Are You Selling What Your Customers Need?

Are you selling what your customers need

This isn’t a critique of the actual item or service you offer, but rather how you present it. If you’re not speaking in your audience’s language and addressing a need they’ve identified, you’re facing an uphill marketing battle. Here’s why:

Years ago, I worked with a client who used a term I’d never heard before. She wasn’t marketing to NASA or some niche filled with jargon. Her target audience was a common one, albeit younger than me. She insisted she was a leader in using this term, pioneering its usage. I had to ask her what it meant.

She explained it simply, and I followed up with a straightforward question: “Is that what your audience calls it?”

“Not yet,” she replied.

I understood her intention. She wanted to stand out in the market by coining a new phrase. However, this wasn’t a catchy marketing slogan or a unique product name; it was just a more complicated way of describing what she sold.

Why Complications Hurt Marketing

The problem was, no one was searching for that term. Her intentions were good—differentiation—but her approach misused valuable SEO real estate on a term no one knew or searched for.

We ended up incorporating more search-friendly and recognizable words in her headlines, using her unique term within the body content and explanations.

When marketing to your ideal audience, you need to understand how they search for you and the vocabulary they use. If you’re targeting a local market, consider the common vernacular and market using those terms.

For example, in my hometown, we called sweet, fizzy drinks “soda.” Across the state, my cousins called it “pop.” In parts of the South, it’s “Coke,” regardless of the type. These regional differences matter when marketing locally.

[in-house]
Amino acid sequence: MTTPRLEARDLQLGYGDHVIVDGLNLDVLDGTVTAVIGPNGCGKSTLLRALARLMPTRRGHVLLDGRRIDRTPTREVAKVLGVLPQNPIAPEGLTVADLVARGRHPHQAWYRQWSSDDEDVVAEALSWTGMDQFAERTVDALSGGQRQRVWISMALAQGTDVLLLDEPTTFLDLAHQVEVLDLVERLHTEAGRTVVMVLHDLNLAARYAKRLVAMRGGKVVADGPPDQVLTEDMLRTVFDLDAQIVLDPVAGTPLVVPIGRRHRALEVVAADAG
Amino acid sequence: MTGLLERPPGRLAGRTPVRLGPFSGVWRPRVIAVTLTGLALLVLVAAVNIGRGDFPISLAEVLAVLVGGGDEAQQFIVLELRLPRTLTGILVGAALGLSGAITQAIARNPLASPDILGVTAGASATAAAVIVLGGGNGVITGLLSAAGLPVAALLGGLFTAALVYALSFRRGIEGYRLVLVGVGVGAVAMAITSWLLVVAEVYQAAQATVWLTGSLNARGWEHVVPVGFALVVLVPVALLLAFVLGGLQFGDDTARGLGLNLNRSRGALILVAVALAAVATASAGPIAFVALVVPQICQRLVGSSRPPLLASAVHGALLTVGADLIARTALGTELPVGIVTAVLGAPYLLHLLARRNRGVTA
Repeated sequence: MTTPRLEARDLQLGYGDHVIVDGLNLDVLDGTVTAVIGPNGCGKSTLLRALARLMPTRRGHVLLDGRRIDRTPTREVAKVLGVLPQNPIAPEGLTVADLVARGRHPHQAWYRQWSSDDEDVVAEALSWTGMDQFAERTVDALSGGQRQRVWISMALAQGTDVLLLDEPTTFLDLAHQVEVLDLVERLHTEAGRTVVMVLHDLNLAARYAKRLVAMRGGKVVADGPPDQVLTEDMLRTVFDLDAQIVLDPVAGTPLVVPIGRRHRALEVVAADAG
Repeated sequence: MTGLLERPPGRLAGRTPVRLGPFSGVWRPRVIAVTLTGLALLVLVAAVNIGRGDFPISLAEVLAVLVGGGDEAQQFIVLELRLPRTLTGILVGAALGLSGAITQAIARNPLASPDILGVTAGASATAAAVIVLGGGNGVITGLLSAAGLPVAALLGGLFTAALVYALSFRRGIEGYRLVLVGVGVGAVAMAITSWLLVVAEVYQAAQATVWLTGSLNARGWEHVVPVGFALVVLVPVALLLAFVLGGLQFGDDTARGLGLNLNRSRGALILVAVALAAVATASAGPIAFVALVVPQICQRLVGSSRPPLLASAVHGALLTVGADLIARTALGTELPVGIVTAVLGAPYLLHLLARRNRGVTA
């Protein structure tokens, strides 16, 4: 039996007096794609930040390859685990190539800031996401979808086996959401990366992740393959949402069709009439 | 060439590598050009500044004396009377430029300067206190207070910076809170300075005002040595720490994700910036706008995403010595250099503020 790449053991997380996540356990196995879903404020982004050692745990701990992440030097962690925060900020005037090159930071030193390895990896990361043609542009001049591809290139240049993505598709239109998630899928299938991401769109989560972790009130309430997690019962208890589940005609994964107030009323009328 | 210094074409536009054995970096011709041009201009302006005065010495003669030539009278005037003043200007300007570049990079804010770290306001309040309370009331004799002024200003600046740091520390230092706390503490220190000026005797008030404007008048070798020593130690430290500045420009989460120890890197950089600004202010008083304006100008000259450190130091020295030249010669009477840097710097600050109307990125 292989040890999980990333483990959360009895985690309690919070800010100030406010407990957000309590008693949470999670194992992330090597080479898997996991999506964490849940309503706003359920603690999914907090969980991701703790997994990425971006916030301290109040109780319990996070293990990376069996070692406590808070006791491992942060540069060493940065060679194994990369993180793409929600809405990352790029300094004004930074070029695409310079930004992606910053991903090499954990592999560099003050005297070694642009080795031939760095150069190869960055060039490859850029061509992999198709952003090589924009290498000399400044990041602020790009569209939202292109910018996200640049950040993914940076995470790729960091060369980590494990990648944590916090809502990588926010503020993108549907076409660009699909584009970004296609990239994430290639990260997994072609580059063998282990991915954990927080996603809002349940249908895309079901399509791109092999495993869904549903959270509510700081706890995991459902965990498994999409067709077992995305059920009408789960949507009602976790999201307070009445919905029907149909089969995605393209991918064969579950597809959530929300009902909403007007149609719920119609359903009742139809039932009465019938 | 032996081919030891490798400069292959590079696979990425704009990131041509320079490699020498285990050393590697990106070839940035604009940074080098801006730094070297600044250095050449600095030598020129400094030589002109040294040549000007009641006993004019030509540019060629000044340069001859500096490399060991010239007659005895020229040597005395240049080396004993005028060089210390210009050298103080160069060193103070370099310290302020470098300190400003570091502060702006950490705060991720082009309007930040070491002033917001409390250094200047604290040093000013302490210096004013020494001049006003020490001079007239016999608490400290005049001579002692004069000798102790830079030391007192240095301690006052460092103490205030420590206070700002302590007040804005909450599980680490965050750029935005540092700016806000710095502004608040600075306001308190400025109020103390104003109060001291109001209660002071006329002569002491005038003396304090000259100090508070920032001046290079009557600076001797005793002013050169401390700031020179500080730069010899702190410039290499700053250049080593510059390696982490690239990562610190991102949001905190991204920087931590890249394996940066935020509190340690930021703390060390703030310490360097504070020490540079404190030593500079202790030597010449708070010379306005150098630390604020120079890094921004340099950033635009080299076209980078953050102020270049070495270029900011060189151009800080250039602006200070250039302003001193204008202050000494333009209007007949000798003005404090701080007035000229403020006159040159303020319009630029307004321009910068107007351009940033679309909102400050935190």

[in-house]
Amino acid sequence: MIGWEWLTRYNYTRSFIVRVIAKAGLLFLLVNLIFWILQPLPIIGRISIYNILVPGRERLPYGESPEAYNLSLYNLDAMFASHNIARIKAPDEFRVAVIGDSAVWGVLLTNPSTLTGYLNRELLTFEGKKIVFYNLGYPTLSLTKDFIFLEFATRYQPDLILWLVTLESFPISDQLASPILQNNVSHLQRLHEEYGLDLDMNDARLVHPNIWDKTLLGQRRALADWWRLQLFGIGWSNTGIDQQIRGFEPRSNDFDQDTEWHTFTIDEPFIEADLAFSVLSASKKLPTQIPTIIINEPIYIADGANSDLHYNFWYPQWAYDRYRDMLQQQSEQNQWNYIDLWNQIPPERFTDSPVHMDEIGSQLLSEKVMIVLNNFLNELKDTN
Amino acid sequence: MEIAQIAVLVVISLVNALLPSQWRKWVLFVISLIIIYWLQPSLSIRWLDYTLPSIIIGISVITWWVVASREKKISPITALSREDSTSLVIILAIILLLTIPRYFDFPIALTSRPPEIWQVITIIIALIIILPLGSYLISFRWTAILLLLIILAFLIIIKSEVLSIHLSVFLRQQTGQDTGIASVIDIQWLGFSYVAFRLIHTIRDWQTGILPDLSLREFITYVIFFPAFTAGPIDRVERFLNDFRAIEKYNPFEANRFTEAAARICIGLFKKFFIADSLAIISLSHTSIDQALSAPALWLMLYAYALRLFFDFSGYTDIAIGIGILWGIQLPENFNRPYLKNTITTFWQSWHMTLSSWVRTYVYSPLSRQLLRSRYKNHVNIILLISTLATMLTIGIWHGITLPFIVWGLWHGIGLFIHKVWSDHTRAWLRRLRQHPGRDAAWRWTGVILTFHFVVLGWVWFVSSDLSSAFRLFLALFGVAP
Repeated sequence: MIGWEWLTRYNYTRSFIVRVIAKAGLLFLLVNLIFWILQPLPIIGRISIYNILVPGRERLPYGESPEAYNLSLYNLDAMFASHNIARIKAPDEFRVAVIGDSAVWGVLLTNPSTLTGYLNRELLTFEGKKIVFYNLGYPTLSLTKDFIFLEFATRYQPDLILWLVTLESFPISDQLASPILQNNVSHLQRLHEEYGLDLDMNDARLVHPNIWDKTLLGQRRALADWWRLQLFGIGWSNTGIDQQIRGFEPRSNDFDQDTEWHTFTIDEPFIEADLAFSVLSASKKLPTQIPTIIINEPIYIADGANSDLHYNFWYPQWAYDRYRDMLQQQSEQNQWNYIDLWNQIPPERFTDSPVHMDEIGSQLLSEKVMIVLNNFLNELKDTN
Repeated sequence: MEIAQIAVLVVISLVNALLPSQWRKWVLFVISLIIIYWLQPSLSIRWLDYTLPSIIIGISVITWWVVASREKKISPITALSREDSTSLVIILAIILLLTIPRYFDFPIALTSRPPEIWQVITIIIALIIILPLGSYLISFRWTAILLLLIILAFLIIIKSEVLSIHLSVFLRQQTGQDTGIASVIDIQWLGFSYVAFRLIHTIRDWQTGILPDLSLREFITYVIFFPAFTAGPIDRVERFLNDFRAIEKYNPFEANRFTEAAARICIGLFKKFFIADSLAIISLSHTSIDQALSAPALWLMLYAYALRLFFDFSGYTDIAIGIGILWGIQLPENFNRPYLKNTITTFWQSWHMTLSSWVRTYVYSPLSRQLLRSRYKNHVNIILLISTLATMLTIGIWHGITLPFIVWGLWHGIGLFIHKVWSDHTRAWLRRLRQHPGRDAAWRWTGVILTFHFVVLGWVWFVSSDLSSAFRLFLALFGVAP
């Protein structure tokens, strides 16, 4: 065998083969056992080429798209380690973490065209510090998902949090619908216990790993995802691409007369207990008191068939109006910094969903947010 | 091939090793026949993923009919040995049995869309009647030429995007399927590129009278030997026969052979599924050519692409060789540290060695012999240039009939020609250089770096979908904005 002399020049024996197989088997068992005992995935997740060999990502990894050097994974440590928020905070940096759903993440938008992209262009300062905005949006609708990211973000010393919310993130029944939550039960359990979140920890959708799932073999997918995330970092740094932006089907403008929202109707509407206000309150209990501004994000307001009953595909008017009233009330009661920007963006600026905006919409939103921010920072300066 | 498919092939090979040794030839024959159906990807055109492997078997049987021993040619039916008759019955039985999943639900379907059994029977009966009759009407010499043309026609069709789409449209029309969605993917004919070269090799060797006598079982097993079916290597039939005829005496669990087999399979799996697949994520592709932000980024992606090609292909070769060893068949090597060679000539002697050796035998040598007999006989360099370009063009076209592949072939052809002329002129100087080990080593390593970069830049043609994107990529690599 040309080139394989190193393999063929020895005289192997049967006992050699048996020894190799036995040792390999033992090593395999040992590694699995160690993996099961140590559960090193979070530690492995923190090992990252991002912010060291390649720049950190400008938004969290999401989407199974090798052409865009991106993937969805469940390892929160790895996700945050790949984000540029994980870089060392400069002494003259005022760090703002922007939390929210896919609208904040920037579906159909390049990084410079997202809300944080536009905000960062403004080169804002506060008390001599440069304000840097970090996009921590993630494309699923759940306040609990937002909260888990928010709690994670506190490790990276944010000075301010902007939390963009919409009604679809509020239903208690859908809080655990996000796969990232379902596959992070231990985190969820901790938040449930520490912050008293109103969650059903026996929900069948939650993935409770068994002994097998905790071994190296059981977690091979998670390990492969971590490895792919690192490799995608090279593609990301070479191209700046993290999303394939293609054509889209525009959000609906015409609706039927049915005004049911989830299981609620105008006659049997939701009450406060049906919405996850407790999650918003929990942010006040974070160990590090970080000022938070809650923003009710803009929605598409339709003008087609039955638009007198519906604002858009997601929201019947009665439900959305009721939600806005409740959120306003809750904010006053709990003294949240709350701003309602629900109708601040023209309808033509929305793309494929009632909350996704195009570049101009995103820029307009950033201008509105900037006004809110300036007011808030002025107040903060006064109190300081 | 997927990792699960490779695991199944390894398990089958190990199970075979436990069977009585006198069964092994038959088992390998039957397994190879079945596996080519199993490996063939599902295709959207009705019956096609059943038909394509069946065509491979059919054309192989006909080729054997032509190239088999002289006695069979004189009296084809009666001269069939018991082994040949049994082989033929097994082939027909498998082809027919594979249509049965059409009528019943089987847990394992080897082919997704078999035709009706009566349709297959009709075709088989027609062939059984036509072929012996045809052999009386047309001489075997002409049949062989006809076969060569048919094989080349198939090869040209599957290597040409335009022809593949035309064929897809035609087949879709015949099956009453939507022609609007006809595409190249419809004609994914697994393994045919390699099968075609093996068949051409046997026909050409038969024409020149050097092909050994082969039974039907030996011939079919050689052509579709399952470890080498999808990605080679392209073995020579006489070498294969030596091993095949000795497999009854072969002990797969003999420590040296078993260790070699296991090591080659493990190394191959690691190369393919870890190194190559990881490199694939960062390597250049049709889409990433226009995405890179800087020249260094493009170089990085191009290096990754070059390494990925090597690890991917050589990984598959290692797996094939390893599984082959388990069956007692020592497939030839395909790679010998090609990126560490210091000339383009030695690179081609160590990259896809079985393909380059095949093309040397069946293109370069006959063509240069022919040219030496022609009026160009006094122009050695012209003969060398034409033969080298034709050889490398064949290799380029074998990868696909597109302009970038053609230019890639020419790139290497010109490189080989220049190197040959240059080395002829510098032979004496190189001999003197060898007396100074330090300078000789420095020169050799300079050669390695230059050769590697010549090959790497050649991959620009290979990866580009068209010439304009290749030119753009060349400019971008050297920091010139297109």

If you want your audience to find you and understand what you’re selling, you need to appeal to them using the language they know and use. Trying to change how they think about what you sell requires education, which takes time and can initially create a disconnect or friction in the buying process. Worse, they may not find you in search at all.

The Right Time for Cleverness

Don’t get me wrong; I love a clever marketing campaign. But cleverness should not interfere with clarity or your message. Use it in ways that enhance rather than detract from your searchability. Clever works well in ads because of the entertainment factor. Entertain your audience, and they’ll remember you. However, if you use a clever title or header on your website that doesn’t match what your audience is searching for, you won’t show up in their search results.

For example, if I sold roses, my main header on my website shouldn’t be “long-stemmed romance” unless people buying flowers refer to them that way. They don’t. Your poetic, creative mind isn’t helping your wallet in this case.

If you’re selling what your customers need, you should also use the language they use to find you. There’s a time to educate them on a new term or differentiate yourself in a novel way, but that comes later, after you’ve built some momentum.

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